is a portable battery-powered microwave the size of a Thermos. Campers, hikers, and anyone else away from the grid can make a hot meal in minutes without a fire. Camp cooking could get a whole lot easier.
The three-pound Adventurer is more than a handy piece of kit, though. This is one of the first fruits of a new technology that could not only nuke your lunch on the go, but also make an impact in areas as diverse as crop protection and oil extraction.
The microwave oven was famously discovered by accident in 1946 when Raytheon engineer Percy Spencer found the peanut cluster bar in his pocket had melted while he was working with a military-grade radar magnetron. The idea took some time to catch on; by 1986 only a quarter of households had one. Now microwaves are ubiquitous, and America has warmed to the idea of microwaving popcorn, instant meals, and even, in rare cases, .
Over all those many decades, though, the heart of the microwave oven has stayed the same. It is the developed during WWII for radar. It is big, heavy, and inefficient. The transformer that steps up the voltage from the wall outlet to the Magnetron's operating voltage emits a loud hum, accompanied by the sound of the fan needed to keeping the Magnetron cool, as well as the noise from the turntable that makes sure the food heats evenly.
The military moved away from magnetrons many years ago and now uses solid-state microwave sources. These are transistor-based devices are compact and more efficient at turning electricity into electromagnetic radiation with less waste heat (it's like comparing an LED to an old-fashioned light bulb). Now we're starting to see consumer-grade gadgets finally move away from the old technology and into the world of solid-state.
Enter the Adventurer. This microwave-on-the-go is built around an LDMOS ("laterally diffused metal oxide semiconductor") microwave source made by , similar to those used for microwave communications systems. "LDMOS operates on 50 volts, rather than the 3,000 volts that Magnetrons in traditional microwave ovens need," says of University College London. That removes the need for the heavy, noisy transformer and makes the device small enough to put in your day pack.
The Adventurer, set to be launched in the U.S. early next year, will cost $199 and come with a battery that can supply six "cooking cycles" of around five minutes, each enough to make a hot drink or an adult portion of food. Phil Stevens, Chief Operating Officer of manufacturer Wayv, says the Adventurer recharges from mains or vehicle power, and is compatible with portable solar panels. Hikers with solar backpacks could cook meals wherever they go, even on the move. Wayv built the Adventurer with the military in mind, and it may also prove useful for disaster relief and other situations where portability and convenience matter.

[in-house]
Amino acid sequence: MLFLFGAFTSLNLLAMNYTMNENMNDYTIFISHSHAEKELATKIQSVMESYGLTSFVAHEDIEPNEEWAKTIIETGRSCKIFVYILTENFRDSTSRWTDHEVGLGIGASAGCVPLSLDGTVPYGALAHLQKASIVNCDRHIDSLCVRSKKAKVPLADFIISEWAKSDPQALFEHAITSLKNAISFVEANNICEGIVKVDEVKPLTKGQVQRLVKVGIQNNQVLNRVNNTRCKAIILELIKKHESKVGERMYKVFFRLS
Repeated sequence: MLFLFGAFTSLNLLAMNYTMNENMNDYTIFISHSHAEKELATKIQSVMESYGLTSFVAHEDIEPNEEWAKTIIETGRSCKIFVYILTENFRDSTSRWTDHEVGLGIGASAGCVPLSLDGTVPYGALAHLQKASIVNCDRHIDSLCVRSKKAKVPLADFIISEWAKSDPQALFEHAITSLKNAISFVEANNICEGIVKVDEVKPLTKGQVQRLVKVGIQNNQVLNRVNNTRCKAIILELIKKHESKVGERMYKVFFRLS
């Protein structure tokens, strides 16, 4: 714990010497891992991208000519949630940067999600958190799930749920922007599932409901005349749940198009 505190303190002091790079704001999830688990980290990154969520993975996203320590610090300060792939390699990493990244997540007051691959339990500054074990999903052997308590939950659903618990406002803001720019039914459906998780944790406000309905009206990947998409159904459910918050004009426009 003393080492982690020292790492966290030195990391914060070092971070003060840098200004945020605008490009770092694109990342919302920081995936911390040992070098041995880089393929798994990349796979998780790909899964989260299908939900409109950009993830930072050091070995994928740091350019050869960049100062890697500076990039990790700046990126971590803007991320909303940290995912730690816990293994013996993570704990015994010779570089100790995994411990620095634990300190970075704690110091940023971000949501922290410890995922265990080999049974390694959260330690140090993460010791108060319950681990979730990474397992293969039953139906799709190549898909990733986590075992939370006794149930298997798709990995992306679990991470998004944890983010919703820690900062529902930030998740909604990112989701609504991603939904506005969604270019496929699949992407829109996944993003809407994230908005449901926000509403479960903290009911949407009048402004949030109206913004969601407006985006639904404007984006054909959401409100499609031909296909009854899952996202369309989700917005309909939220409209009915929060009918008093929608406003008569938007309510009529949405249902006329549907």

Portable gadgets like the Adventurer are just the start—solid-state microwave sources are driving a new generation of kitchen appliances. The that combines a convection oven with several microwave sources. Dan Viza of NXP explains that the multiple sources produce a beam that sweeps through the interior of the oven ("like raster scanning"), to produce precise and even heating with no need for a turntable. Alternatively, the beam can sense and heat up different items at different rates, so you could have chicken, potatoes and corn on the same plate all cooked to perfection. There is no release date yet.
Because Sage could sense change of state (frozen to thawed, liquid to steam), it could stop heating just in time to prevent a dish from boiling over. This is not possible with a Magnetron, and it is the key to new applications that go far beyond cookery.
"The 'more controllable' feature cannot be overestimated," says Klaus Werner, executive director of the , an organiation dedicated to realizing the potential of this technology. "It gives you perfect process control via fast control loops. The Magnetron is very slow at best. Sensitive processes such as food pasteurization, blood thawing, or pharmaceutical reactions all benefit greatly from this technology."
Looking further afield, Werner says that solid state has myriad other possibilities. "The technology allows a number of hitherto impossible radio-frequency applications—automotive ignition, radio-frequency ablation, plasma lighting, novel industrial heating systems…"
At the extreme end of the microwave revolution is a novel alternative to fracking. Rather than injecting the ground with chemicals at high pressure to force hydrocarbons out of shale, Peter Kearl and colleagues at use microwaves. A high-powered emitter is lowered down a shaft. The microwaves pass through the rock as easily as they do through cookware, heating trapped water and turning it to steam. This opens up cracks and channels, and heats up waxy hydrocarbons so they flow easily and can be recovered (there's an animated video of the process ). The same approach can rehabilitate old 'stripper' wells blocked by build-up of wax.
QMast's current microwave source is a complex device known as a Sheet Beam Klystron, but low-cost, high-power solid-state devices will make the technique increasingly attractive.
The highly efficient heating provided by microwaves also makes them appealing for crop protection. Vines in particular are vulnerable to frost after new leaves break out. The traditional protection is to set out thousands of to warm the air, which are spectacular but inefficient. Some wine growers are now experimenting with microwave-based heating such as in which a series of emitters bathe the vines in gentle warmth when frost threatens. Someday, maybe solid-state microwaves will take our wines to a better state.